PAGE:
2. This is the Hasegawa kit in 1/72. It's not a bad model, although I did have some issues fitting the engine nacelles that required a bit of filling and sanding, otherwise things went together well. Chinese markings come from the spares box with the fin flash being masked and painted. Surprisingly, the colour picture which my build is based on shows the aircraft in a reasonable condition, thus I chose not to highlight all the panel lines, just those around the engines as they appeared a bit grimey. I am lacking some white numbers on the tail, I couldn't find small enough decals in the spares.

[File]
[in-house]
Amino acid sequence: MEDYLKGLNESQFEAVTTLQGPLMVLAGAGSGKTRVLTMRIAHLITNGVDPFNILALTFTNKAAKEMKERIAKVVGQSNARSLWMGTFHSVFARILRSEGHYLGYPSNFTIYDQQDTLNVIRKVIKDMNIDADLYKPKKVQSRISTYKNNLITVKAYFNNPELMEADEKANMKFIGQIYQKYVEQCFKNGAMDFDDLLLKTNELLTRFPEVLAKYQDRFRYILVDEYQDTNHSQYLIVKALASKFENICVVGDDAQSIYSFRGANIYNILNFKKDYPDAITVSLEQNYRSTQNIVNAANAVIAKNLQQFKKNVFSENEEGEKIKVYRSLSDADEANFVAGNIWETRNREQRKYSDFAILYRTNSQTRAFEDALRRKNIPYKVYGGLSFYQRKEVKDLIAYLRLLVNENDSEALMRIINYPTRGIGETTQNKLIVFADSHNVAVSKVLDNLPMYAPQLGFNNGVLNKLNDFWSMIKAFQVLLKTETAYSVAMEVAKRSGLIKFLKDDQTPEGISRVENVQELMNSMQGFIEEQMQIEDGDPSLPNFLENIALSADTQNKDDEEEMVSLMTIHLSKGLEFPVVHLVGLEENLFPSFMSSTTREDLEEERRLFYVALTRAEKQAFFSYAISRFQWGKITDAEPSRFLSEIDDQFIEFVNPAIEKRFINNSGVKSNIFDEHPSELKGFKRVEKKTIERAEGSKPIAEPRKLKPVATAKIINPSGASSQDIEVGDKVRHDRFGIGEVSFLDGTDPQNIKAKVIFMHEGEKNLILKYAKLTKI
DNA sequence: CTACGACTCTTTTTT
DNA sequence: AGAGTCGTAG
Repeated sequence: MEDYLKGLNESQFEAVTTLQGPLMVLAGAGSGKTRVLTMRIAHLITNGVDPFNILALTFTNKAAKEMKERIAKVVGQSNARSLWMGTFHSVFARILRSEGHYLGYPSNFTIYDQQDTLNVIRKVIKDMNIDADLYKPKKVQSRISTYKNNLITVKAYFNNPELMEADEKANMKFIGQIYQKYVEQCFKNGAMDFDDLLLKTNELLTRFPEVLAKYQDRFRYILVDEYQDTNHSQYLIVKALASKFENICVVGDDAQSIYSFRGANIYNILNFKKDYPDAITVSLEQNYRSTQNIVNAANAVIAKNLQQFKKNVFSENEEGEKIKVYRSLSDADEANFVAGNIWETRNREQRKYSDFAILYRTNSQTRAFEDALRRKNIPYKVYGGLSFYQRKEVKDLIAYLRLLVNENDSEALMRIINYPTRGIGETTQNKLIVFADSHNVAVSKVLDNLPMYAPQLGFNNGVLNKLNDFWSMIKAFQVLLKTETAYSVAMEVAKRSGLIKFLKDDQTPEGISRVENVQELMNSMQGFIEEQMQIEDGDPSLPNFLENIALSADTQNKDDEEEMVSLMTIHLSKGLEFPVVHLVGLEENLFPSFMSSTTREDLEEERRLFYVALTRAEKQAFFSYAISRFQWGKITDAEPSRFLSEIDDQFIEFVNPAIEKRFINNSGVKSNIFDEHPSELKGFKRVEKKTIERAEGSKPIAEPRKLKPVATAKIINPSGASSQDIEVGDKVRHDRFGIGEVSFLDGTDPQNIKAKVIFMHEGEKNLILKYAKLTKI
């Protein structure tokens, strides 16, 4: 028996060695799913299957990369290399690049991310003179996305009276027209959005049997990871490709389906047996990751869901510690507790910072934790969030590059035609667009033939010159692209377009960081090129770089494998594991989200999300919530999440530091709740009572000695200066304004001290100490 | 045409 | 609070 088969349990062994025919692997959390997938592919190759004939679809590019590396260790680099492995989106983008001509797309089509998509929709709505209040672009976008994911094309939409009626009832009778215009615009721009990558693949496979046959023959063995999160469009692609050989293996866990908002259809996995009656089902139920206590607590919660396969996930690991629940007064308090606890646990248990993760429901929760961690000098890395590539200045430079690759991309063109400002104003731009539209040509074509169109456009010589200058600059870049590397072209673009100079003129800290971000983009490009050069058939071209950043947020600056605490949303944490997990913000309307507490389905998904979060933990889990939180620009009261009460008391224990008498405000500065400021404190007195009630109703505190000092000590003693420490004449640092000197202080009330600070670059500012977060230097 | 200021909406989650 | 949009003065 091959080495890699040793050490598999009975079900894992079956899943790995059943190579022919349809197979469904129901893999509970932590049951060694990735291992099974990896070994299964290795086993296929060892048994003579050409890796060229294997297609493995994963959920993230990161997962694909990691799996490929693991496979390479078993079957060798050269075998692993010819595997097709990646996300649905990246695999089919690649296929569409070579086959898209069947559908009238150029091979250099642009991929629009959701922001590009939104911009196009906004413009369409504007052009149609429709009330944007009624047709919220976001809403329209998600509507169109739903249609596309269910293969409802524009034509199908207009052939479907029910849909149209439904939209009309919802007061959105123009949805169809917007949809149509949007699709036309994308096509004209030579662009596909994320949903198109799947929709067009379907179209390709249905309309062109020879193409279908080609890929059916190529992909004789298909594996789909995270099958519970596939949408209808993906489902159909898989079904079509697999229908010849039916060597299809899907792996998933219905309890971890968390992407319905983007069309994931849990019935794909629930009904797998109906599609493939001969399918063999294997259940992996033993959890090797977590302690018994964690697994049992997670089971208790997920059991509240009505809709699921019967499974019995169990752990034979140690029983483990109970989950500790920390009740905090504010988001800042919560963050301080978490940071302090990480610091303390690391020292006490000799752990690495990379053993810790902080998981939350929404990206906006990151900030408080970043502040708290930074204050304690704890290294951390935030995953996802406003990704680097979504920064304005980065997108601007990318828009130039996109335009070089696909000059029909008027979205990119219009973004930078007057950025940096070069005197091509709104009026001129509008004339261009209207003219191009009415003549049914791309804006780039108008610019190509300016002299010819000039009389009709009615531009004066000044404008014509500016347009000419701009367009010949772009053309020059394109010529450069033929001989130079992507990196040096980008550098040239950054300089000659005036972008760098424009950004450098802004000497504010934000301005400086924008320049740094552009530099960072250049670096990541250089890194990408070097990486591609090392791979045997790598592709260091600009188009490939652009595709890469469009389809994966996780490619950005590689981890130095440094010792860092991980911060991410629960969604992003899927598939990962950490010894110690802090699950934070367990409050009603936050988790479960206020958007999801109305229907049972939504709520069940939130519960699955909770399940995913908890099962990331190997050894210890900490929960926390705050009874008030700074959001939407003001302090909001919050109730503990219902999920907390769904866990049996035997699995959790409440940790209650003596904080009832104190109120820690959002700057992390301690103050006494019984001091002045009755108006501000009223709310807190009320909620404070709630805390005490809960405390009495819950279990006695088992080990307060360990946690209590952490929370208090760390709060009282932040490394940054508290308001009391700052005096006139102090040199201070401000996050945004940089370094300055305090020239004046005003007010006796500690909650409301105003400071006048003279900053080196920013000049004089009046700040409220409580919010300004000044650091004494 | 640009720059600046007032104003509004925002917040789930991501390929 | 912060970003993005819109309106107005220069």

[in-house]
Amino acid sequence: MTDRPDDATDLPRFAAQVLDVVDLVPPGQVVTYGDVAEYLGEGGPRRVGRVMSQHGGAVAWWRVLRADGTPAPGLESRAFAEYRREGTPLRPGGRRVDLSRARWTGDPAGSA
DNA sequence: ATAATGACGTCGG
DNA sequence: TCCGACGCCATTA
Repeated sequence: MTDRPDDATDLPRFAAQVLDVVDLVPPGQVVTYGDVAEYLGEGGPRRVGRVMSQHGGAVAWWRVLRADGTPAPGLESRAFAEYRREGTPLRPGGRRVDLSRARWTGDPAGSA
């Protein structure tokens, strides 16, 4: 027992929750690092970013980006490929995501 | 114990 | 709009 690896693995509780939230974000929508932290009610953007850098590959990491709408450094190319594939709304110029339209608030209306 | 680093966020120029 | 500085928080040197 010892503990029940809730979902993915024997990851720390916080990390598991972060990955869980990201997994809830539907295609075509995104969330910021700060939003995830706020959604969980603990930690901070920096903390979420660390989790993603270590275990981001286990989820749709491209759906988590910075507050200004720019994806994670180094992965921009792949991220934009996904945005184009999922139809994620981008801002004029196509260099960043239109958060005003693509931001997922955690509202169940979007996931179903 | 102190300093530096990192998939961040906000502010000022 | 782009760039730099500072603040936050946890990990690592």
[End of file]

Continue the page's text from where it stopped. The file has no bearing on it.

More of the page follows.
3. In between decalling my Lightning I've dug this out of the Three Boxes of Doom as my third entry. Reference from the excellent walk round HERE. I accidentally deleted the 'as found' photo but it would have been a sorrier sight. While waiting for decal solutions to dry I've moved the project on a bit by; Realigning the suspension so the tracks are parallel, vertical and match left to right. Realising the mistake was likely the reason it entered the Boxes of Doom. Using the Hauler etched grill set for the Tamiya kit I replaced the engine cover grills so the lovely detail beneath can be seen. It's a perfect fit on the HB kit BTW. The transmission grill cover is recovered from a recycled Tamiya kit. The mudguards are Hauler as well. I put them on then realised that they were too perfect. Off they came to be refitted slightly misaligned as just about every photo showed them to be. As moulded the engine covers fit too far forward. Removing 0.5mm from the top edge of the flange on the central section of the hull top combined with removing the locating pegs and the added lump inside the cover front edges meant it all fits as it should. The side covers should align with the transverse panel line at the rear of the fighting compartment, not be about 1.0mm in front of it.... Forwards Fraternal Socialist Comrades!